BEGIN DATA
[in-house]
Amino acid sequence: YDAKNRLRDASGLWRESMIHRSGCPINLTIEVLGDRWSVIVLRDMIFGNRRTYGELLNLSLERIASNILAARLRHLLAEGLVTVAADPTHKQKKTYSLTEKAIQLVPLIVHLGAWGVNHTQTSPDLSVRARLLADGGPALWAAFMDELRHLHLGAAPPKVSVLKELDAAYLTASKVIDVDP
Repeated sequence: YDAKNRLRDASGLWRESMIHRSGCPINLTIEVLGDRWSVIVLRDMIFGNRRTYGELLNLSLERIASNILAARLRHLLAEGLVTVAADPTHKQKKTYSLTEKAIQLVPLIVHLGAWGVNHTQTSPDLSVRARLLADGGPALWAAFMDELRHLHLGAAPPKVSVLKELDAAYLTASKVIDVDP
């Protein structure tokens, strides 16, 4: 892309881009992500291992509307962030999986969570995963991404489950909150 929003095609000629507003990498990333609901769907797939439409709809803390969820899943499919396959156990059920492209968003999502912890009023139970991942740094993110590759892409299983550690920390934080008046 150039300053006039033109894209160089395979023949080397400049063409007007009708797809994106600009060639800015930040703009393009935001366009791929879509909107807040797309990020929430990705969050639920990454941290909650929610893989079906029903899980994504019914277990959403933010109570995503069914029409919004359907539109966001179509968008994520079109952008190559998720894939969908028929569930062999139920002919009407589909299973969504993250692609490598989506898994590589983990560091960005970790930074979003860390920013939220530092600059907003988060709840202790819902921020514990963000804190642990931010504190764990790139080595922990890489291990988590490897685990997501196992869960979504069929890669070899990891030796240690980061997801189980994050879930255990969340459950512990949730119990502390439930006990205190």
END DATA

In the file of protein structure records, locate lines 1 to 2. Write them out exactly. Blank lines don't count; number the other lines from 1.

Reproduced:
[in-house]
Amino acid sequence: YDAKNRLRDASGLWRESMIHRSGCPINLTIEVLGDRWSVIVLRDMIFGNRRTYGELLNLSLERIASNILAARLRHLLAEGLVTVAADPTHKQKKTYSLTEKAIQLVPLIVHLGAWGVNHTQTSPDLSVRARLLADGGPALWAAFMDELRHLHLGAAPPKVSVLKELDAAYLTASKVIDVDP